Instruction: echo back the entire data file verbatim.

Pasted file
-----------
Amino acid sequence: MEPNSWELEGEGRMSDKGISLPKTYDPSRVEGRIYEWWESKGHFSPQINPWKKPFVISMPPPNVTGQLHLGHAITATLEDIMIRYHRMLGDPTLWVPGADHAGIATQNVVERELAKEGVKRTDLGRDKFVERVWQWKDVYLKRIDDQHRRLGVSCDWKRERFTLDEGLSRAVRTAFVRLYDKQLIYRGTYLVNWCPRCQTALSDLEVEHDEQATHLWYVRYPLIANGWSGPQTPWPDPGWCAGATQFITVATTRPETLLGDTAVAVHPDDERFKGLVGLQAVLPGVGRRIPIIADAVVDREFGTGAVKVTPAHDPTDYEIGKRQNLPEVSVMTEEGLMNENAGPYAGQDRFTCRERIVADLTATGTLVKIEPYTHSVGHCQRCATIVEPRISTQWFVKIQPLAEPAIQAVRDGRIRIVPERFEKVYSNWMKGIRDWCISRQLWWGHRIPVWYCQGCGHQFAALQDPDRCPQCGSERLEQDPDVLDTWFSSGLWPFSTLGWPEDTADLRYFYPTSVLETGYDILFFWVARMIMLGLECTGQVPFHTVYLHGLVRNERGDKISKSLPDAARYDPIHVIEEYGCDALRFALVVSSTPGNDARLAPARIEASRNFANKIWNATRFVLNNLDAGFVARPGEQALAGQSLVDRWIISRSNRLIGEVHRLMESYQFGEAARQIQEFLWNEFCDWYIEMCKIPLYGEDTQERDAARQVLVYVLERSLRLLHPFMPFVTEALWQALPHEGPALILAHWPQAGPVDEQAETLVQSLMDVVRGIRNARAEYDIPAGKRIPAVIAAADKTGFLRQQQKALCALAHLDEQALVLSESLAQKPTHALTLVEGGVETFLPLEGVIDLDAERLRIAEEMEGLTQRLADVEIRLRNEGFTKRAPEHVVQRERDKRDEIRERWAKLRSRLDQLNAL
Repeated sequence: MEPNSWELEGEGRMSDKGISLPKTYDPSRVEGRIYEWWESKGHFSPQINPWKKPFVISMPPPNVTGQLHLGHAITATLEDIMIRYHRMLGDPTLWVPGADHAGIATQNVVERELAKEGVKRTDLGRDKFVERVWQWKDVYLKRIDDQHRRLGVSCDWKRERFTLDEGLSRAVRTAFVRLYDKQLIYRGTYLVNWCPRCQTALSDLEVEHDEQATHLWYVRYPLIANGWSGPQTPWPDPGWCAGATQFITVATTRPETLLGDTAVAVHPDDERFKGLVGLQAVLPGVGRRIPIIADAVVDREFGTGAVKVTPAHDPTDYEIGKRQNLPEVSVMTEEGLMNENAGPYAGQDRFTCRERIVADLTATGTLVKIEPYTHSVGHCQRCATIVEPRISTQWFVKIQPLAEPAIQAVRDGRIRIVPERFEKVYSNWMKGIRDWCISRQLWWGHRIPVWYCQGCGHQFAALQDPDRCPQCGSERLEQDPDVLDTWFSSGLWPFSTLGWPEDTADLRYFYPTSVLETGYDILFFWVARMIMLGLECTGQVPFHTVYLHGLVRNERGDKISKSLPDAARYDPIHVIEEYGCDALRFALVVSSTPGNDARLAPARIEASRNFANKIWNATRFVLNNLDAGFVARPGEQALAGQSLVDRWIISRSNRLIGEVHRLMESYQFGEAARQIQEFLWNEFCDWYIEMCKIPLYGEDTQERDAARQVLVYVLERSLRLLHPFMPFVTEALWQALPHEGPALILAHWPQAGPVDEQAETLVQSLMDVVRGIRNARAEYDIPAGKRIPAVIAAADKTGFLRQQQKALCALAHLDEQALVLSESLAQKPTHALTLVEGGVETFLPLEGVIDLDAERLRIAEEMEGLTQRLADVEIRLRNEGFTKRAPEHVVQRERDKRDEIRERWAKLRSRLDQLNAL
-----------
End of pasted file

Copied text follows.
Amino acid sequence: MEPNSWELEGEGRMSDKGISLPKTYDPSRVEGRIYEWWESKGHFSPQINPWKKPFVISMPPPNVTGQLHLGHAITATLEDIMIRYHRMLGDPTLWVPGADHAGIATQNVVERELAKEGVKRTDLGRDKFVERVWQWKDVYLKRIDDQHRRLGVSCDWKRERFTLDEGLSRAVRTAFVRLYDKQLIYRGTYLVNWCPRCQTALSDLEVEHDEQATHLWYVRYPLIANGWSGPQTPWPDPGWCAGATQFITVATTRPETLLGDTAVAVHPDDERFKGLVGLQAVLPGVGRRIPIIADAVVDREFGTGAVKVTPAHDPTDYEIGKRQNLPEVSVMTEEGLMNENAGPYAGQDRFTCRERIVADLTATGTLVKIEPYTHSVGHCQRCATIVEPRISTQWFVKIQPLAEPAIQAVRDGRIRIVPERFEKVYSNWMKGIRDWCISRQLWWGHRIPVWYCQGCGHQFAALQDPDRCPQCGSERLEQDPDVLDTWFSSGLWPFSTLGWPEDTADLRYFYPTSVLETGYDILFFWVARMIMLGLECTGQVPFHTVYLHGLVRNERGDKISKSLPDAARYDPIHVIEEYGCDALRFALVVSSTPGNDARLAPARIEASRNFANKIWNATRFVLNNLDAGFVARPGEQALAGQSLVDRWIISRSNRLIGEVHRLMESYQFGEAARQIQEFLWNEFCDWYIEMCKIPLYGEDTQERDAARQVLVYVLERSLRLLHPFMPFVTEALWQALPHEGPALILAHWPQAGPVDEQAETLVQSLMDVVRGIRNARAEYDIPAGKRIPAVIAAADKTGFLRQQQKALCALAHLDEQALVLSESLAQKPTHALTLVEGGVETFLPLEGVIDLDAERLRIAEEMEGLTQRLADVEIRLRNEGFTKRAPEHVVQRERDKRDEIRERWAKLRSRLDQLNAL
Repeated sequence: MEPNSWELEGEGRMSDKGISLPKTYDPSRVEGRIYEWWESKGHFSPQINPWKKPFVISMPPPNVTGQLHLGHAITATLEDIMIRYHRMLGDPTLWVPGADHAGIATQNVVERELAKEGVKRTDLGRDKFVERVWQWKDVYLKRIDDQHRRLGVSCDWKRERFTLDEGLSRAVRTAFVRLYDKQLIYRGTYLVNWCPRCQTALSDLEVEHDEQATHLWYVRYPLIANGWSGPQTPWPDPGWCAGATQFITVATTRPETLLGDTAVAVHPDDERFKGLVGLQAVLPGVGRRIPIIADAVVDREFGTGAVKVTPAHDPTDYEIGKRQNLPEVSVMTEEGLMNENAGPYAGQDRFTCRERIVADLTATGTLVKIEPYTHSVGHCQRCATIVEPRISTQWFVKIQPLAEPAIQAVRDGRIRIVPERFEKVYSNWMKGIRDWCISRQLWWGHRIPVWYCQGCGHQFAALQDPDRCPQCGSERLEQDPDVLDTWFSSGLWPFSTLGWPEDTADLRYFYPTSVLETGYDILFFWVARMIMLGLECTGQVPFHTVYLHGLVRNERGDKISKSLPDAARYDPIHVIEEYGCDALRFALVVSSTPGNDARLAPARIEASRNFANKIWNATRFVLNNLDAGFVARPGEQALAGQSLVDRWIISRSNRLIGEVHRLMESYQFGEAARQIQEFLWNEFCDWYIEMCKIPLYGEDTQERDAARQVLVYVLERSLRLLHPFMPFVTEALWQALPHEGPALILAHWPQAGPVDEQAETLVQSLMDVVRGIRNARAEYDIPAGKRIPAVIAAADKTGFLRQQQKALCALAHLDEQALVLSESLAQKPTHALTLVEGGVETFLPLEGVIDLDAERLRIAEEMEGLTQRLADVEIRLRNEGFTKRAPEHVVQRERDKRDEIRERWAKLRSRLDQLNAL